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Thu, 01.13.1949

The Durban Riots Begin

*The Durban riots began on this date in 1949. This was a three-day anti-Indian riot between Black South Africans and South African Indians. The riots, the second deadliest massacre during Apartheid, occurred in Durban, South Africa.

On the evening of January 13, the riots began at Victoria Street in the middle of the Indian commercial center. Black Africans assaulted ethnic Indians in the center of the Indian business area of Durban. The assailants attacked individual Indians, stoning vehicles driven by Indians and looting Indian stores while chanting "Usuthu!". The violence, destruction of property, and looting were subdued after a few hours of rioting. An account by a police detective present at the riots states that there was an organized element to the riots within the Zulu community.

On Friday, African leaders from Cato Manor organized rioters from workers' hostels and social networks, dancing troupes, and boxing clubs. Taking advantage of the slow police intervention, the assailants attacked the Indian business area. Many reports suggest that European whites cheered the African assailants and looted Indian stores. By early evening the government troops blockaded the Indian district in central Durban, after which the focus of assaults shifted to the suburban areas of Cato Manor, Clairwood, and the Jacobs area, where murder, arson, rape, and brutal attacks and looting took place.

An article in the Indian Opinion recounted the devastation: "Huddled under the flames of one of the burning shops were four Indian women and a dozen weeping children. The male owner was in a grotesque attitude on the front path, knifed in several places and dying. A younger [Indian] son staggered in the road with his head split open. This was one of the hundreds of pathetic sites that were witnessed in Cato and other districts of Durban." Friday night saw the peak of the violence when Africans hurled paraffin tins into Indian-owned buildings, and entire Indian families were burned to ashes alive.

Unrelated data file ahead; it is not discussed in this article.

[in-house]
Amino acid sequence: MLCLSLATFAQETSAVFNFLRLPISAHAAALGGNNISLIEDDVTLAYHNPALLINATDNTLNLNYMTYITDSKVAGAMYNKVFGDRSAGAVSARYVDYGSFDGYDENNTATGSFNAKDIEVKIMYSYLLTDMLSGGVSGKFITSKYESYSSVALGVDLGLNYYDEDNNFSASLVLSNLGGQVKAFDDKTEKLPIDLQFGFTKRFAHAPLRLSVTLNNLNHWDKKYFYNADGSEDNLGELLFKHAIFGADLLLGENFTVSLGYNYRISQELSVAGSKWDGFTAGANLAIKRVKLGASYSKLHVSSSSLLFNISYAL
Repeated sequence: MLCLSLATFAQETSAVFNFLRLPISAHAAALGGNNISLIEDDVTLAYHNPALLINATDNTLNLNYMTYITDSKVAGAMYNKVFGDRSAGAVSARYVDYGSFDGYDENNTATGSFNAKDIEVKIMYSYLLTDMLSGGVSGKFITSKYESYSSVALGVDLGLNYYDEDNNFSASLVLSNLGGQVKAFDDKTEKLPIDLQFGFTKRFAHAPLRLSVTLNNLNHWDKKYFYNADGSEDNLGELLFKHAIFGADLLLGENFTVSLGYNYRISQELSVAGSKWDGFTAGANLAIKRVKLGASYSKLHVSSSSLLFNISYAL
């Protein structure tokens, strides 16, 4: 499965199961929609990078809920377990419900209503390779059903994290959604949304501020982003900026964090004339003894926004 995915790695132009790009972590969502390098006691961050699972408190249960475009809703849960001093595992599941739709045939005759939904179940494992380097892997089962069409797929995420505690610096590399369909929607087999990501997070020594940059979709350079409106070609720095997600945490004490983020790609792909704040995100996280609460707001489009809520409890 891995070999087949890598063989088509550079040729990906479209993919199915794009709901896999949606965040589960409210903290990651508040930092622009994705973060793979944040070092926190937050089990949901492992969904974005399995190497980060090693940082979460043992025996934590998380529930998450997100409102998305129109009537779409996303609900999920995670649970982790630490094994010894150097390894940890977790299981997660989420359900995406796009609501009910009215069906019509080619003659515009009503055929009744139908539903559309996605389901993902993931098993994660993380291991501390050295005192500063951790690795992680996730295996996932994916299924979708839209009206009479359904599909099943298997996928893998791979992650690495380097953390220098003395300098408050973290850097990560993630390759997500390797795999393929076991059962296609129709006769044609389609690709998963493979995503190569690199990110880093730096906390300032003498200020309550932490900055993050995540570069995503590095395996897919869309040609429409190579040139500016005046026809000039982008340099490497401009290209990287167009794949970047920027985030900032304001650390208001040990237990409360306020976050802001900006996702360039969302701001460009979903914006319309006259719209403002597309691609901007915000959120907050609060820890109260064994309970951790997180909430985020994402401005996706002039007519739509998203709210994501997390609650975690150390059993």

By Saturday, the military and police were able to establish order, although limited violence occurred in Pietermaritzburg a few days later. The riots resulted in the massacre of most Indians, in which 142 people died, and 1087 were injured. Three hundred buildings were lost, and 2000 structures were damaged. It also created 40,000 Indian refugees, followed by a wave of suicides among Indians because of the disintegration of their families, economic failure, stress, humiliation, and racist discrimination.

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She wants a man she can just unfold when she needs him then fold him up again like those 50 cent raincoats women carry in their purses in case... ROADMAP (for J. R.) by Harryette Mullen.
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